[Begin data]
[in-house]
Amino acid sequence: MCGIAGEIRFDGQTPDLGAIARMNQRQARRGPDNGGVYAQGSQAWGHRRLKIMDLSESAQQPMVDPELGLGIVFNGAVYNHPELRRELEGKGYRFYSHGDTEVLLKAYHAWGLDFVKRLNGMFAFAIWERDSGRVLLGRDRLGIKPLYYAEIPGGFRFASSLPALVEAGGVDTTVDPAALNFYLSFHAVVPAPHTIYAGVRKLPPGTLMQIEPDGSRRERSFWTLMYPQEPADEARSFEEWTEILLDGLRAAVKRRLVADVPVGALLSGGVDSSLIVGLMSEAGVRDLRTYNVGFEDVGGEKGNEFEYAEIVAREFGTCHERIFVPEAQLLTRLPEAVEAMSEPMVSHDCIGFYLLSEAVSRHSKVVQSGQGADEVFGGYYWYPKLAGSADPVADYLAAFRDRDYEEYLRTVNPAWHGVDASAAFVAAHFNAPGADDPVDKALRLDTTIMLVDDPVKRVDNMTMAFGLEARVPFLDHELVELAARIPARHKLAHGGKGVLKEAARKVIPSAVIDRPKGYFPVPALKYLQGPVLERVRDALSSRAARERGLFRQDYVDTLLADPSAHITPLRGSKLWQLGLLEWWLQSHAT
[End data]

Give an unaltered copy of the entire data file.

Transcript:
[in-house]
Amino acid sequence: MCGIAGEIRFDGQTPDLGAIARMNQRQARRGPDNGGVYAQGSQAWGHRRLKIMDLSESAQQPMVDPELGLGIVFNGAVYNHPELRRELEGKGYRFYSHGDTEVLLKAYHAWGLDFVKRLNGMFAFAIWERDSGRVLLGRDRLGIKPLYYAEIPGGFRFASSLPALVEAGGVDTTVDPAALNFYLSFHAVVPAPHTIYAGVRKLPPGTLMQIEPDGSRRERSFWTLMYPQEPADEARSFEEWTEILLDGLRAAVKRRLVADVPVGALLSGGVDSSLIVGLMSEAGVRDLRTYNVGFEDVGGEKGNEFEYAEIVAREFGTCHERIFVPEAQLLTRLPEAVEAMSEPMVSHDCIGFYLLSEAVSRHSKVVQSGQGADEVFGGYYWYPKLAGSADPVADYLAAFRDRDYEEYLRTVNPAWHGVDASAAFVAAHFNAPGADDPVDKALRLDTTIMLVDDPVKRVDNMTMAFGLEARVPFLDHELVELAARIPARHKLAHGGKGVLKEAARKVIPSAVIDRPKGYFPVPALKYLQGPVLERVRDALSSRAARERGLFRQDYVDTLLADPSAHITPLRGSKLWQLGLLEWWLQSHAT